UPDATE, August 24, 10:30 a.m.: On Friday, Randolph County voted to keep all nine of its polling places open.
UPDATE, August 23, 6:24 p.m.: On Thursday, the Atlanta Journal-Constitution reported that Randolph County Attorney Tommy Coleman fired the consultant who proposed closing the polling places, Mike Malone, in a letter dated August 22. Coleman told the Journal-Constitution that the proposal is unlikely to be successful.
Republicans presumably thought they were being crafty when they announced that they were eliminating more than 75 percent of the polling places in majority-Black Randolph County, Georgia, citing concerns about compliance with the Americans With Disabilities Act (ADA).
“Your polling places are not ADA-compliant. Period,” Mike Malone, a consultant hired by the Randolph County Board of Elections and Registration said at a crowded elections board meeting last Thursday, according to Greg Bluestein of the Atlanta-Journal Constitution. The meeting was packed with voters who were there to express their disapproval about the plan.
Randolph County, where one-third of the residents live below the poverty line and more than 60 percent of the population is Black, only has nine polling places to begin with. The elections board’s proposal would eliminate seven of those nine polling places, including a precinct where more than 95 percent of the voters are Black.
The polling places were open during the May primaries and July runoff election earlier this year. So the timing of the closures—on the eve of a momentous general election that could send Stacey Abrams to the governor’s mansion, cementing her place in history as the first Black woman governor of any state in the country—is suspect, to say the least.
Stacey Abrams has vocally opposed the closures.
“Located in the southwest region of the state, Randolph’s poverty rate is far north of the national average. The area is mostly rural, predominantly Black, and frequently forgotten,” she wrote in an essay published on Medium Sunday.
“Last week, the Randolph County Board of Elections proposed closing seven of its nine polling locations before November. Without public transportation, some residents would be forced to walk over three hours to exercise their constitutional right to vote,” she continued.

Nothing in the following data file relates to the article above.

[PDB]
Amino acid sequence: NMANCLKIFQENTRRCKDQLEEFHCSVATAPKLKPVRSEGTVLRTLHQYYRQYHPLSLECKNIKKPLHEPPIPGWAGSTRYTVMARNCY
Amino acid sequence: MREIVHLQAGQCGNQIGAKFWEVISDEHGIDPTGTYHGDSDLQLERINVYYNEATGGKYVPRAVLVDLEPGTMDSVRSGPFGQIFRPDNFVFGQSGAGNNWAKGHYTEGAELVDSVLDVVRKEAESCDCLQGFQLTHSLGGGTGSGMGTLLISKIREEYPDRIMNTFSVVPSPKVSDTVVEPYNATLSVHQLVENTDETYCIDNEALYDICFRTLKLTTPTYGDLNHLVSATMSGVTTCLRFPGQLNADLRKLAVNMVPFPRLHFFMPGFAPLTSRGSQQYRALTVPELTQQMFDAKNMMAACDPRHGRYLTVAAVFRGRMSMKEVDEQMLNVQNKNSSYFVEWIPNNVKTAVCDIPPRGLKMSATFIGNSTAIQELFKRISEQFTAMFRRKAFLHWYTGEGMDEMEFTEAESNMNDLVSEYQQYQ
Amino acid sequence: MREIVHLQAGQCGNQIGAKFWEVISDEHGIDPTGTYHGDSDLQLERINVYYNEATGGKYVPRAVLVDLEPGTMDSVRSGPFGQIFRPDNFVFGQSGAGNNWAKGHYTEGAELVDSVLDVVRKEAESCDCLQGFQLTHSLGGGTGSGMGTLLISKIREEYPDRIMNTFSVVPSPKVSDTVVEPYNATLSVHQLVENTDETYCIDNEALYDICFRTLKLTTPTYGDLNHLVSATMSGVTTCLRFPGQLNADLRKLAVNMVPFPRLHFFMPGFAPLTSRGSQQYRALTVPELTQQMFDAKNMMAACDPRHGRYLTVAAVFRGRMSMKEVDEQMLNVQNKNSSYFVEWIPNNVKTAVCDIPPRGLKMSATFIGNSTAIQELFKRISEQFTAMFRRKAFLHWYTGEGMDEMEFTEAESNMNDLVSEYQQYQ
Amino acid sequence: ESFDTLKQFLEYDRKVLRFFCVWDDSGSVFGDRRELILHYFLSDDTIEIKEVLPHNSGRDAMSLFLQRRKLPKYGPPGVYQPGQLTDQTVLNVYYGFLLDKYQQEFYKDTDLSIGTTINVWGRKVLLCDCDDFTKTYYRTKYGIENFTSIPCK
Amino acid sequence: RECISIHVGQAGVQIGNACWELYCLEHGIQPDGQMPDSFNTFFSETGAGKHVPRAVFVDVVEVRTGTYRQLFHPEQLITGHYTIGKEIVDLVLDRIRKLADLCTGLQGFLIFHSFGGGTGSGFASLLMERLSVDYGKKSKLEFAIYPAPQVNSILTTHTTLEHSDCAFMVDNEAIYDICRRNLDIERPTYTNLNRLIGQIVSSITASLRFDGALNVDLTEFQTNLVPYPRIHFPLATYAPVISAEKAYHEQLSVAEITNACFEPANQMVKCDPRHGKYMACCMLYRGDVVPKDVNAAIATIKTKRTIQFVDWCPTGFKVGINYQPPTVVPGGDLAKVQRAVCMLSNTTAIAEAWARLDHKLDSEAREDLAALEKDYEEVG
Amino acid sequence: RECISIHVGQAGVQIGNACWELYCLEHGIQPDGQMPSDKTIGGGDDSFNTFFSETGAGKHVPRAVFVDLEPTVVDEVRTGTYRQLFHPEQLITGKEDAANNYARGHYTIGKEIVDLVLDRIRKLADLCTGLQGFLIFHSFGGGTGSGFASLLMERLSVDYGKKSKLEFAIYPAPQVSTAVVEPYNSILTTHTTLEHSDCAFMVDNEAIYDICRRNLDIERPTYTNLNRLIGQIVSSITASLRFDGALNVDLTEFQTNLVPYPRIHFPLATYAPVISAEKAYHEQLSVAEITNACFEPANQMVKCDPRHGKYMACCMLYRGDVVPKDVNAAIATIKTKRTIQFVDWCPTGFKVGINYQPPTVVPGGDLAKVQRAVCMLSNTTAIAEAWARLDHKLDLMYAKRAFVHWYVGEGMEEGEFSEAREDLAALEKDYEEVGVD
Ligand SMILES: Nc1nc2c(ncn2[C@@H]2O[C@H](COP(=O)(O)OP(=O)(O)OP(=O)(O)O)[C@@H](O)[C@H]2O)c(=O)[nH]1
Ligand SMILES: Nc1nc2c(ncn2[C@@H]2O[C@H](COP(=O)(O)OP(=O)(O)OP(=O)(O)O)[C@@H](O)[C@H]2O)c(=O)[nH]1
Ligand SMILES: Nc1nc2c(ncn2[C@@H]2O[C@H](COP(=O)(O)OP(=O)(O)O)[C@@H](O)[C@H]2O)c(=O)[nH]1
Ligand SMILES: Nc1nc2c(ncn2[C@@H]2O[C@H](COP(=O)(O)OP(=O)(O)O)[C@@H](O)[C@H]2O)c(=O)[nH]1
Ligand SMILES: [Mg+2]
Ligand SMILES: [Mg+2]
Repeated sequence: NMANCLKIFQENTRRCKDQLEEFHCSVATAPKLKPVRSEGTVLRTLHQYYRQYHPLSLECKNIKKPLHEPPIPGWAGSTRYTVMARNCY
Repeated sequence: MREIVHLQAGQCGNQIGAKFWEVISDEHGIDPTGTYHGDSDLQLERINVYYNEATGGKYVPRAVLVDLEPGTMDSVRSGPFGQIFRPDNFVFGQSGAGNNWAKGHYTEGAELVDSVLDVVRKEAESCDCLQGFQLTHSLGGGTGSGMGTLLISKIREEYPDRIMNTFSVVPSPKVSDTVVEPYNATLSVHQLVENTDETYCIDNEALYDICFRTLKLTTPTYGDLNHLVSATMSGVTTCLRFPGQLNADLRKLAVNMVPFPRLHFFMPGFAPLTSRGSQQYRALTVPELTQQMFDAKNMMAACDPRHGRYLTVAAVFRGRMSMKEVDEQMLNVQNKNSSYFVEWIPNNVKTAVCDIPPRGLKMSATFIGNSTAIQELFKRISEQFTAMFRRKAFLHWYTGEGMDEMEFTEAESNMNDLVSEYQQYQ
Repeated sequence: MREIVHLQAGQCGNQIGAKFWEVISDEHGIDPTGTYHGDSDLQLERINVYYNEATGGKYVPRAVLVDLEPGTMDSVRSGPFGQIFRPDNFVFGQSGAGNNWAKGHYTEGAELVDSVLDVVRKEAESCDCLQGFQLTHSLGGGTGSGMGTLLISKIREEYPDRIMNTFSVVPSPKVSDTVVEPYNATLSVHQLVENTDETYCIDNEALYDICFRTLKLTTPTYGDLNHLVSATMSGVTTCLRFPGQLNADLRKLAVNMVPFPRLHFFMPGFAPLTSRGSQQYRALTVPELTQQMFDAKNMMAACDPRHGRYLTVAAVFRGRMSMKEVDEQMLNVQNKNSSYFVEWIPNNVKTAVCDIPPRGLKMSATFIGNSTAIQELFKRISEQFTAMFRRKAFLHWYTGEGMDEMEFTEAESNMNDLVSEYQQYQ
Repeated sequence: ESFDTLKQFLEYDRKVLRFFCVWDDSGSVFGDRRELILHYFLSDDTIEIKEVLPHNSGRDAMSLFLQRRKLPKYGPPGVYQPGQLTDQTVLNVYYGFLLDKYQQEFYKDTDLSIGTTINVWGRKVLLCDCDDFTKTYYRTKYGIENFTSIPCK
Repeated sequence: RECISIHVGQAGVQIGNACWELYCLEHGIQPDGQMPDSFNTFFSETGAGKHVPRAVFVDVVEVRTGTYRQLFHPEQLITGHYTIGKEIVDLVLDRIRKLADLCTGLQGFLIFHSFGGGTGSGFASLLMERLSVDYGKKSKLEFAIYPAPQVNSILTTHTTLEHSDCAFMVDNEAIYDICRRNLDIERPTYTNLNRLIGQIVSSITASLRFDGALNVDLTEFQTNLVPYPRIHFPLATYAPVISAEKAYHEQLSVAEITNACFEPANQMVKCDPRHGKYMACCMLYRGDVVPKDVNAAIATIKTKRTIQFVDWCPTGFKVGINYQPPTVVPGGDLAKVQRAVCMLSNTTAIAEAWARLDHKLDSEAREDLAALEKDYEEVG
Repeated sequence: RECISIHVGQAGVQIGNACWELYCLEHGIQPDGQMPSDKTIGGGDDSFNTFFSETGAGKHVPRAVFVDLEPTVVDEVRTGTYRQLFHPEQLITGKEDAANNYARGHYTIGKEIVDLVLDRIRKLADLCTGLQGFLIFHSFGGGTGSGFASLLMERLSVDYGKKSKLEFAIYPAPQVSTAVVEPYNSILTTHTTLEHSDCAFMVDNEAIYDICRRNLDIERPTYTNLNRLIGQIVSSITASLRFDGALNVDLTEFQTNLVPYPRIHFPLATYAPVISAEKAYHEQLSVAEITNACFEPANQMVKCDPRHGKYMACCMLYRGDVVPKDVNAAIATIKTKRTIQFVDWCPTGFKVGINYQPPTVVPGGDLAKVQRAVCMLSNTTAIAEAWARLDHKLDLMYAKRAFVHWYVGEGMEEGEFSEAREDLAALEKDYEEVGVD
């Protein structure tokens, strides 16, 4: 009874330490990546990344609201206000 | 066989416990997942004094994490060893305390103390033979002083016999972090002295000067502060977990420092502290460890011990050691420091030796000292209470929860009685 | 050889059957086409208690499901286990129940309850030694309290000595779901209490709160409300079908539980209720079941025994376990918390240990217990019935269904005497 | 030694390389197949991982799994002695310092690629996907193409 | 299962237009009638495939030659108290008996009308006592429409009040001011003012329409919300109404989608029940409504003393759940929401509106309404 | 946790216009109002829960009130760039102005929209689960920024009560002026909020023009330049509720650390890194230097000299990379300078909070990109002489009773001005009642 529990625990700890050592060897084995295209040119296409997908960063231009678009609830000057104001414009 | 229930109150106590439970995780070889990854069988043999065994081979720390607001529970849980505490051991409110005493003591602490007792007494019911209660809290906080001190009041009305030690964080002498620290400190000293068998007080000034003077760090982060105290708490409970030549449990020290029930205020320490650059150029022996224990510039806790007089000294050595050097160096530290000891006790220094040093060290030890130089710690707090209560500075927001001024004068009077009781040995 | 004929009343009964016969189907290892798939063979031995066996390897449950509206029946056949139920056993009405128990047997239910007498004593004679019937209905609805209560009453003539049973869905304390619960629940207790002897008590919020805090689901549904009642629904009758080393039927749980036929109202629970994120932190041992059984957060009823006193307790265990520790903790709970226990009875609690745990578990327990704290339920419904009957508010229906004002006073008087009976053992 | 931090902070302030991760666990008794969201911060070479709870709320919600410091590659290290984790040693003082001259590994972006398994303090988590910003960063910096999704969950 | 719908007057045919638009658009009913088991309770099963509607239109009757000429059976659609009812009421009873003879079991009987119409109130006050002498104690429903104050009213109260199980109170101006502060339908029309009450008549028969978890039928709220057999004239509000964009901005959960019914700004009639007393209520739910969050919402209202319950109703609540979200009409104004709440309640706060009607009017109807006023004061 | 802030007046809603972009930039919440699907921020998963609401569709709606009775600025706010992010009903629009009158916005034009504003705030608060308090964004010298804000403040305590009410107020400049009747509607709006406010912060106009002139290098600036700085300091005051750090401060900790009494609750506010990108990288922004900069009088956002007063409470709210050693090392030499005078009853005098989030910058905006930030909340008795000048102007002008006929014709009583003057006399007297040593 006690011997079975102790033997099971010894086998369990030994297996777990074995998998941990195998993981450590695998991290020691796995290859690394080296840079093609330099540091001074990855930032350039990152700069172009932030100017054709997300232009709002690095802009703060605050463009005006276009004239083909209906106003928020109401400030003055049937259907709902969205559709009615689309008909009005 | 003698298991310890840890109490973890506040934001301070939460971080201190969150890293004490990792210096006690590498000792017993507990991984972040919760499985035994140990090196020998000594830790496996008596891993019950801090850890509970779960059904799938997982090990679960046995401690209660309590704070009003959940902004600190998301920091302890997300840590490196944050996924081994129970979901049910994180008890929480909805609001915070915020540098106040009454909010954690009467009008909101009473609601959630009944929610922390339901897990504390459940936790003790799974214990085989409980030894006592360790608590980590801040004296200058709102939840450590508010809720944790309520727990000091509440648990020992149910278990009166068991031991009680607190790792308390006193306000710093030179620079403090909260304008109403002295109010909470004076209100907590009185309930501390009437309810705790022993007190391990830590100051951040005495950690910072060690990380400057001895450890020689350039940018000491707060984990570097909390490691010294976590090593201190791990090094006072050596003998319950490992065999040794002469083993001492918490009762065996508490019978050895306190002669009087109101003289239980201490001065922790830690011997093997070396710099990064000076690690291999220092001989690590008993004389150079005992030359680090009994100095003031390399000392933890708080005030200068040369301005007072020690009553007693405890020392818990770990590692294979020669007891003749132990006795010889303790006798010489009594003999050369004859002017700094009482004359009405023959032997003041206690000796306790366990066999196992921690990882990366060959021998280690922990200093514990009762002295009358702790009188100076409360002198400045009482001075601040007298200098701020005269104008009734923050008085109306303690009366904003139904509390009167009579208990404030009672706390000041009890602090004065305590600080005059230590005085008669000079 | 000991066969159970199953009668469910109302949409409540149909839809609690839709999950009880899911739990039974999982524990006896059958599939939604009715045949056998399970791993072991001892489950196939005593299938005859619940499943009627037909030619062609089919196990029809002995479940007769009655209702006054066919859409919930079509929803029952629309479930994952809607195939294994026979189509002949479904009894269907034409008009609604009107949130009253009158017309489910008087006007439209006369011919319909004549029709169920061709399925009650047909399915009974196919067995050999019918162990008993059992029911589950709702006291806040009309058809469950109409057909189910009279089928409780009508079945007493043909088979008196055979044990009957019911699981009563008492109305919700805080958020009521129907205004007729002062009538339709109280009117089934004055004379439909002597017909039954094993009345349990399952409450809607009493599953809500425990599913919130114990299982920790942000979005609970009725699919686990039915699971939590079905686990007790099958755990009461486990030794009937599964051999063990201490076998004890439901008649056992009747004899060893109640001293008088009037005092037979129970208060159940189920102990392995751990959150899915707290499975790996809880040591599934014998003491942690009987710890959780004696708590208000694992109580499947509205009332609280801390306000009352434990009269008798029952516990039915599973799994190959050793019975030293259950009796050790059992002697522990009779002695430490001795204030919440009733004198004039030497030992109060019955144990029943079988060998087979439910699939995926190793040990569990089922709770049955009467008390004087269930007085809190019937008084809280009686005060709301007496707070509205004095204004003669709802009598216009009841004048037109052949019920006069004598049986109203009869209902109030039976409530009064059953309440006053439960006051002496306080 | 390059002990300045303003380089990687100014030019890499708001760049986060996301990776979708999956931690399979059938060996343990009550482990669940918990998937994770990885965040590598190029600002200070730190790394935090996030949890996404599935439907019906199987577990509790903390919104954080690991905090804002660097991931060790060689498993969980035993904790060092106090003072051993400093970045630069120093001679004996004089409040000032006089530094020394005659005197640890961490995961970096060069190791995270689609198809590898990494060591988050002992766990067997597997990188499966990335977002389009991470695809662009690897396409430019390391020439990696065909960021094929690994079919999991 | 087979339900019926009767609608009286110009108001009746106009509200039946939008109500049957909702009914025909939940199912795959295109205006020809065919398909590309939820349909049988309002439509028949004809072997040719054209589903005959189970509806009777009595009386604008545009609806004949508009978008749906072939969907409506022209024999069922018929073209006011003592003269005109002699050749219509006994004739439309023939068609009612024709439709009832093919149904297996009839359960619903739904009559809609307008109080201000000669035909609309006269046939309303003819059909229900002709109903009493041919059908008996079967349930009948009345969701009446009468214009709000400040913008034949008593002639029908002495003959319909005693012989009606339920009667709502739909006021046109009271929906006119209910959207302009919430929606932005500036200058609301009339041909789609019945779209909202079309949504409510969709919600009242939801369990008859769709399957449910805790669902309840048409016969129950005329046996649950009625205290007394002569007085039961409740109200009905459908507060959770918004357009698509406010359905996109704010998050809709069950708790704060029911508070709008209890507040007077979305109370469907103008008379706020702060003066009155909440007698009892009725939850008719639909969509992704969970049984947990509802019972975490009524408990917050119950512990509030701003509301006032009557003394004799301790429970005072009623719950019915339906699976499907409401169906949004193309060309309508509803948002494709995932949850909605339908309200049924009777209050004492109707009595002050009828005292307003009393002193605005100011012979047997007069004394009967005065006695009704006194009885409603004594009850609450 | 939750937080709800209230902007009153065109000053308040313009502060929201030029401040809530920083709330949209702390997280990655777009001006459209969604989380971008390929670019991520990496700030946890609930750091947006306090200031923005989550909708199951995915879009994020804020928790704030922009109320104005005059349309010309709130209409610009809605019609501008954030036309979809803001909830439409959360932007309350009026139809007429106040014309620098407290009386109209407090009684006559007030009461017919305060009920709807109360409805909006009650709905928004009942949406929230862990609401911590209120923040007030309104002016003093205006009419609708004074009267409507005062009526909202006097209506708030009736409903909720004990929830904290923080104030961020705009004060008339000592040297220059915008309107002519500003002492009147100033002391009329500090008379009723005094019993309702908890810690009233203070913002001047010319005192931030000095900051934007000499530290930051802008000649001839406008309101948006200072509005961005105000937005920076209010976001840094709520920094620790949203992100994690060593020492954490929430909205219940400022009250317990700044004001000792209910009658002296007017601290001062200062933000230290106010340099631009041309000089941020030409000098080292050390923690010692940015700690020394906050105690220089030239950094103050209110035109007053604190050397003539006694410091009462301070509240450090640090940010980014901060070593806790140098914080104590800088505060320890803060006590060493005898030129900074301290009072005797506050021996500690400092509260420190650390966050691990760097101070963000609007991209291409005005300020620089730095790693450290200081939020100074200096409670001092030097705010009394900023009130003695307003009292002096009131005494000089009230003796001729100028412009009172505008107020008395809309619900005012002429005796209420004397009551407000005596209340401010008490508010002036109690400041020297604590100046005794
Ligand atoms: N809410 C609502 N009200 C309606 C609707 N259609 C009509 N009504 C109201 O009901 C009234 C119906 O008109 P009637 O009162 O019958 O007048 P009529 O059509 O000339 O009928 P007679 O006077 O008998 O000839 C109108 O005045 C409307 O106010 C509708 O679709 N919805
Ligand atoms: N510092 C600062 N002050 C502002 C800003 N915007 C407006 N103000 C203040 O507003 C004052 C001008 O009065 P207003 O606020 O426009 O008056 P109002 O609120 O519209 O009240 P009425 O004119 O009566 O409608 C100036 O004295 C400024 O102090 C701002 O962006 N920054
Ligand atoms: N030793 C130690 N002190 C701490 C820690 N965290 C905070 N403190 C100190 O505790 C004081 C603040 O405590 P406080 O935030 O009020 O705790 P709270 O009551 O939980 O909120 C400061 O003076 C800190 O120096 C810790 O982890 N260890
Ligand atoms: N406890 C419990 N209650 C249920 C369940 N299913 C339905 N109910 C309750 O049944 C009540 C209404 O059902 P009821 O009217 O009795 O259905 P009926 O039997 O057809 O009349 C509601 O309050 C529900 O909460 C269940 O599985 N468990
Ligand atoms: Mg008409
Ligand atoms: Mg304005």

“This is unacceptable, but we’ve seen these voter suppression tactics before.”
Abrams is right. Such voter suppression tactics were common until the Voting Rights Act was enacted in 1965, which placed Georgia on the ignominious list of so-called preclearance states. Due to their history of racism and voter suppression, these states would be required to clear any major changes to their voting rights laws with the Department of Justice before implementing them.
But in 2013, the U.S. Supreme Court decimated the Voting Rights Act in Shelby County v. Holder, a decision that ages more poorly with each passing year as states across the country have rushed to pass oppressive voter identification laws, to purge voters from the rolls, and to otherwise make it difficult for primarily Black and brown, reliably Democratic, voters to cast their ballot. The recent efforts in Randolph County are a clear sign that voter suppression is still pernicious—and it could have a real, and devastating, effect on the integrity of U.S. elections.
Georgia Secretary of State Brian Kemp, Abrams’ Republican challenger, also says that he opposes the poll closures. But his relationship to Mike Malone—the consultant who recommended the closures—raises questions about his sincerity, as do Kemp’s secretary of state policies over the last eight years.
At two “courtesy meetings” last week, Malone suggested that Secretary of State Kemp’s own actions were related to the closures, according to Greg Bluestein. “Consolidation has come highly recommended by the Secretary of State and is already being adopted by several counties and is being seriously considered and being worked on by many more,” Malone said.
In addition, Kemp has spent the last eight years launching criminal investigations against groups dedicated to registering Asian American and Black voters.
According to a 2015 report in the the New Republic, in 2010, Kemp sent investigators to Brooks County to interrogate Black residents after a massive voter engagement campaign led to the county electing a majority-Black school board. A dozen voting rights activists were arrested and charged with felony voter fraud, including three members of the school board who were stripped of their positions in the wake of the accusations. Four years later, each of the activists was acquitted of charges.
In September 2014, after concluding a nearly two-and-a-half-year investigation into the Asian American Legal Advocacy Center—which had been working to register newly naturalized immigrants—and finding no violations, Kemp launched a voter fraud investigation into the New Georgia Project, an initiative founded by Stacey Abrams that had garnered some attention for its efforts to register 120,000 voters of color before the 2014 midterms. Kemp closed the investigation in September 2017, after clearing the organization of wrongdoing in February 2017. Of 87,000 voter registration forms, only 53 were found to have been fraudulent. That’s a whopping .061 percent—hardly a voter fraud epidemic.